Posted: July 21, 2016 Categories: Pics Tule Lake Segregation Center Segregation_Center_6-10 Share this:PrintEmailGabTelegramTweet
6 thoughts on “Tule Lake Segregation Center”
Thanks for the pics…
WOW……………….. THANX GUYS
And probably more like a country club (by comparison only) than most of the FEMA camps around today.
And I’m sure they were gassed and cremated and…..
WHOOPS! I thought we were talking about the Zionist Jews and the Holohoax.
Just kidding. lol
Funny how you never hear about the Japanese internment camps but you always hear the constant rambling of the Jews and their supposed internment camps.
No memorial museum around the world for the Japanese? Only the Jews? I guess the Jews are more important than the Goyim.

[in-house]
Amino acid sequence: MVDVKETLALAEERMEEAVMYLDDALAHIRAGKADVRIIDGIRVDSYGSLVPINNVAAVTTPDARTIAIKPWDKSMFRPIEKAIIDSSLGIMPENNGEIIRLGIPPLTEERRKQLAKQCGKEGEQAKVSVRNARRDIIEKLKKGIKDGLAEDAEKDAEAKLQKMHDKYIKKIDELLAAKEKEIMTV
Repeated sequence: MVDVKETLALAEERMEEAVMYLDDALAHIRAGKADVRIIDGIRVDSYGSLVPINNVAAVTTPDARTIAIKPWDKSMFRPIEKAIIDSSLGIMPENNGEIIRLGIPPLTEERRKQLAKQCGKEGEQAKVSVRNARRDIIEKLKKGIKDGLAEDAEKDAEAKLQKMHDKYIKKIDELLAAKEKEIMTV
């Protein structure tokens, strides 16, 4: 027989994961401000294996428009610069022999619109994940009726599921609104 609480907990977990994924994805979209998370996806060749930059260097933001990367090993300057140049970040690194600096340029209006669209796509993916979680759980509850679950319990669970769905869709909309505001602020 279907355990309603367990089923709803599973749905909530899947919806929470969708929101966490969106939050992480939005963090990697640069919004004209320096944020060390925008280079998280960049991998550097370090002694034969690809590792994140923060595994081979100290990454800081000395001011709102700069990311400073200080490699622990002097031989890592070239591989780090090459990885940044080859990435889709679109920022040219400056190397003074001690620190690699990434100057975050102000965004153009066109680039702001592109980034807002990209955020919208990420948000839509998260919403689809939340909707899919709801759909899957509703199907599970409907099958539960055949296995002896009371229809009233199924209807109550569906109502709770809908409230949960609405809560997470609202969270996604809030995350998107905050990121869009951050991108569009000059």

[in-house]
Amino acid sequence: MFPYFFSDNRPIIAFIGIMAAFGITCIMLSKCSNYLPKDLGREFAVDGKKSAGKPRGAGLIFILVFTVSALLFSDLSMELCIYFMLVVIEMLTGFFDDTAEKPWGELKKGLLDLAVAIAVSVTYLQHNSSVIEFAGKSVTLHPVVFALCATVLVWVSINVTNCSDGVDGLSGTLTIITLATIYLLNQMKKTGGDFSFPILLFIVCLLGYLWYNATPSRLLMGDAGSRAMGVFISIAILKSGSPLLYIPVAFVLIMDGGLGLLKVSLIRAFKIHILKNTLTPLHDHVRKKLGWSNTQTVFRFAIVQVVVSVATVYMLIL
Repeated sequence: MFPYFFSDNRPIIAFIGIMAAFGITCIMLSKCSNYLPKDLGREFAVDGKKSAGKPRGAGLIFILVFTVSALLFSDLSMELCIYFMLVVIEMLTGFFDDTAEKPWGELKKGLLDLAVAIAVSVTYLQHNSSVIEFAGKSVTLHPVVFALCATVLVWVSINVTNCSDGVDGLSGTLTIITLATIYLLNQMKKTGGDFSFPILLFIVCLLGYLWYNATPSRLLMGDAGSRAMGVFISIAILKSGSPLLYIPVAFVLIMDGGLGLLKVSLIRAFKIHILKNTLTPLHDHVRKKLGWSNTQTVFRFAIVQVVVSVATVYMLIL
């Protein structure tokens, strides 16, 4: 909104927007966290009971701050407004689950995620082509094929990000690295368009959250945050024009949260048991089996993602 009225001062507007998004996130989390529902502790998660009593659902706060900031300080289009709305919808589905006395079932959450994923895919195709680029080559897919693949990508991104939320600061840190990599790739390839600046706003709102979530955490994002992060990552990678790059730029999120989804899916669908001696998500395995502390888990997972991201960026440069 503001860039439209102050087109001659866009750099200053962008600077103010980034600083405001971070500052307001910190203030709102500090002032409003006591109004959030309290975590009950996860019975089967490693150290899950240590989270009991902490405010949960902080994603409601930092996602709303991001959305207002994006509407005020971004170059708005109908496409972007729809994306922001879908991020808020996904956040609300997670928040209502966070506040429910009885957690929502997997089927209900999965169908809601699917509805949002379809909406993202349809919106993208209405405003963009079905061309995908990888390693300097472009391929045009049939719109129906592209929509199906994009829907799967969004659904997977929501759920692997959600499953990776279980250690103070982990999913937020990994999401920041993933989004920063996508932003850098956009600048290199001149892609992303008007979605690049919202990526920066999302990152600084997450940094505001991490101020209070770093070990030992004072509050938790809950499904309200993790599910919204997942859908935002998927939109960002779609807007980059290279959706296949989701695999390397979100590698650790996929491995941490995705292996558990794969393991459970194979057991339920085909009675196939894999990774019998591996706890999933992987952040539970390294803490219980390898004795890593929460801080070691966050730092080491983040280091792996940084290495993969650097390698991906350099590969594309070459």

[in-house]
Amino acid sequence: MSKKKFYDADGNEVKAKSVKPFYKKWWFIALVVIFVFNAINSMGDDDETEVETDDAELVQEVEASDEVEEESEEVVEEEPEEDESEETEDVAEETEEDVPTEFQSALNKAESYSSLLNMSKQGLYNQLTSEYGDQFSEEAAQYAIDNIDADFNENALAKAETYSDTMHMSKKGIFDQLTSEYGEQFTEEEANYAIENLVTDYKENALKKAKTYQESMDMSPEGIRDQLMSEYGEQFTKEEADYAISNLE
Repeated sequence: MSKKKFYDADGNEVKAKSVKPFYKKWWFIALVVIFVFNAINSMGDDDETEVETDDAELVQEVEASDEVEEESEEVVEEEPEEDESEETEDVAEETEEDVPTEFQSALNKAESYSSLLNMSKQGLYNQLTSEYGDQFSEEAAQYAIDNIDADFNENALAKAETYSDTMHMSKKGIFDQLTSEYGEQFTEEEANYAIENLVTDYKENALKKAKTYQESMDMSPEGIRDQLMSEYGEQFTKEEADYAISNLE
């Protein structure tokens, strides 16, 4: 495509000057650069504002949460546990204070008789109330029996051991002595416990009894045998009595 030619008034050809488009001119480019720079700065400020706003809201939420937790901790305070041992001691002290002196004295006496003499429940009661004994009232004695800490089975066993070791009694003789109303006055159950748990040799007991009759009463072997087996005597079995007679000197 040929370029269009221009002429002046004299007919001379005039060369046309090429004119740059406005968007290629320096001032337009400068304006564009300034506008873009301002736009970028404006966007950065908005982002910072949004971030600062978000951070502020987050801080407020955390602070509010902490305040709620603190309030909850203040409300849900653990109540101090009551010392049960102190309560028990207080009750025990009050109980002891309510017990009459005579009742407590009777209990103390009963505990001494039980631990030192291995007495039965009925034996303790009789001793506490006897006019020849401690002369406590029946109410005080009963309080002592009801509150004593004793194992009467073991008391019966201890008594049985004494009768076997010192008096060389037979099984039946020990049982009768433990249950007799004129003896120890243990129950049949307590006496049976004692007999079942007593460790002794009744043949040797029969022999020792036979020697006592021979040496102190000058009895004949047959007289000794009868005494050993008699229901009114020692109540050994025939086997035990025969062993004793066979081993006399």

In any case, thanks for the pics, Henry. I didn’t know they still had this camp site up. It’s pretty cool.
Tule Lake, California
The second of the ten camps, the Tule Lake Relocation Center, was opened on May 27, 1942, about ten miles from the town of Tulelake, California (the town is spelled as one word), and just south of the Oregon border. On a clear day, prisoners could see 14,000-foot Mt. Shasta to the south. Located on a dry lake bed, the winters at Tule Lake are long and cold and the summers hot and dry, but the weather is relatively mild compared with the other camp locations.
The first evacuees came from the Portland and Puyallup Assembly Centers to help with the initial set up of the camp, and as the camp grew, more people arrived from Southwestern Oregon, Western Washington and the Sacramento area in California. Of all the camps, Tule Lake was fraught with the most turbulance and conflict. Prisoners held frequent demonstrations and strikes demanding their rights under the U.S. Constitution. At its peak, Tule Lake held 18,789 internees within a space designated to hold 15,000. It was the last camp to be closed on March 20, 1946.